Why We’re Lucky for Healthy Teeth

If you have healthy teeth and gums, you are quite lucky. Although many people rarely think about their teeth until a problem arises, your dental health has a significant impact on your comfort level and overall wellbeing. Teaching your children about the importance of oral health and hygiene can drastically improve their overall health now and later on in life. Here are a few reasons that you should count yourself as fortunate to have a healthy mouth:


Dental problems are often accompanied by pain. Your teeth are comprised of multiple layers. The outermost layer, the enamel, is often the first portion of a tooth to incur damage. When oral bacteria feed on and digest leftover bits of food, they release acid as an end product of their digestion. This acid corrodes the enamel to cause decay.

Decay can easily spread, and over time, if no treatment is received, the deeper layers of the tooth may be affected. As the tooth decay invades the innermost layer of the tooth, which is the pulp, you may start to experience relentless pain.

The pulp of a tooth houses the dental nerves and blood vessels of the tooth. The decay can inflame the nerves, causing chronic pain and necessitating restorative dental care, such as root canal therapy. If a root canal is not performed, the decayed tooth may need to be extracted.


Although you may not think much about the benefits of healthy teeth when it comes to eating, without your teeth, your dietary choices would be quite limited. Each of your teeth serves a purpose. Your molars and premolars are important for grinding your food, and your incisors help tear your food into bite-sized morsels that can fit easily into your mouth.

Once your teeth become unhealthy, chewing can be difficult and painful. You may be relegated to omitting all crunchy, hard or chewy foods from your diet.  Imagine how unsavory it would be to only eat soft or liquefied foods.

Bone Loss

Healthy teeth are not only important for chewing. They are also important for the maintenance of your jawbone density.

The bones of your jaw support your teeth and give structure to your face. However, your jawbones can start to atrophy without regular stimulation. Each time you chew, the bite pressure incurred by your teeth is transferred to your jawbones. This pressure stimulates the production of additional bone cells to maintain the thickness of the bone.

If your teeth are unhealthy, you may find it difficult to chew, and your bone density may decline. This can eventually cause your face to take on a sagging, aged appearance. In addition, your remaining teeth may not rest as securely in the bone, and as a result, they may be more easily lost.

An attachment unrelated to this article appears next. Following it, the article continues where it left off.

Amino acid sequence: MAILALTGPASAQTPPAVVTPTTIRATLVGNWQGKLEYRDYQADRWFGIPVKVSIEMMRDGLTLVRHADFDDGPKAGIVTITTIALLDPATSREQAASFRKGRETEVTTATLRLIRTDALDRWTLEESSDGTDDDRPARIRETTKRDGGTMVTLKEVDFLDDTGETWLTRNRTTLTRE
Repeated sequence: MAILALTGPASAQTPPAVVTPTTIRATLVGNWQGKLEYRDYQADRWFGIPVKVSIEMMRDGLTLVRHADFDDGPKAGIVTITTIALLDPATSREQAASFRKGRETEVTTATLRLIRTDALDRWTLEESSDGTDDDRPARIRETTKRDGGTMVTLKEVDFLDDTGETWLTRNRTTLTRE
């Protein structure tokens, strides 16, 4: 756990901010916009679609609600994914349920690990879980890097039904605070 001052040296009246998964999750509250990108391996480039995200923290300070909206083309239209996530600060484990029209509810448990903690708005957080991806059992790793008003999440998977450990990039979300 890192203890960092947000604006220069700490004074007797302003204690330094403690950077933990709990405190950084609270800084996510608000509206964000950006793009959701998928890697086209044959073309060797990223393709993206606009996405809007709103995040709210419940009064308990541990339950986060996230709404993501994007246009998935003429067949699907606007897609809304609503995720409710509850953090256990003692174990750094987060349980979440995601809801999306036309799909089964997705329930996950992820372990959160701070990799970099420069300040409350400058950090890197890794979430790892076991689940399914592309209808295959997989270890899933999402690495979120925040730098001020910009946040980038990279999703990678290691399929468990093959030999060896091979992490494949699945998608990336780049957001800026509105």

Systemic Conditions

The health of your teeth and gums also affects other areas of your body. There is a correlation between the health of your teeth and gums and that of your heart. People who suffer from gum disease are more apt to suffer a heart attack or stroke. Poor oral health is also linked to a higher incidence of dementia and erectile dysfunction.

As oral bacteria access other organs of the body through the bloodstream, inflammation often ensues.

How can you keep your kid’s teeth and gums healthy?

There are multiple things that you can do to ensure that your teeth and gums remain in good shape:

  • Brush regularly. You should brush your teeth for at least two minutes twice daily and if it helps, have your kids brush along with you. It is important to use a soft-bristled toothbrush that will not damage your tooth enamel. In addition, small circular strokes should be used, and all exposed crown surfaces should be cleaned.
  • Floss daily. A toothbrush cannot fully access the areas between your teeth. It is important to remove plaque from the interdental spaces by flossing. String floss is typically used. If you wear braces, it must be paired with a threader to ensure that the floss can be navigated around the wires and brackets of your appliance. Another option is the use of an oral irrigator. The concentrated stream of water from the device flushes debris and plaque from between the teeth and along the gum line.
  • Have regular dental cleanings. Brushing and flossing do not remove tartar from your teeth. The calcified plaque can only be scraped from your teeth using a professional dental tool.

You and your entire family are extremely lucky to have healthy teeth, but to maintain your oral health, you will still need to see your dentist regularly. Call us today for an appointment!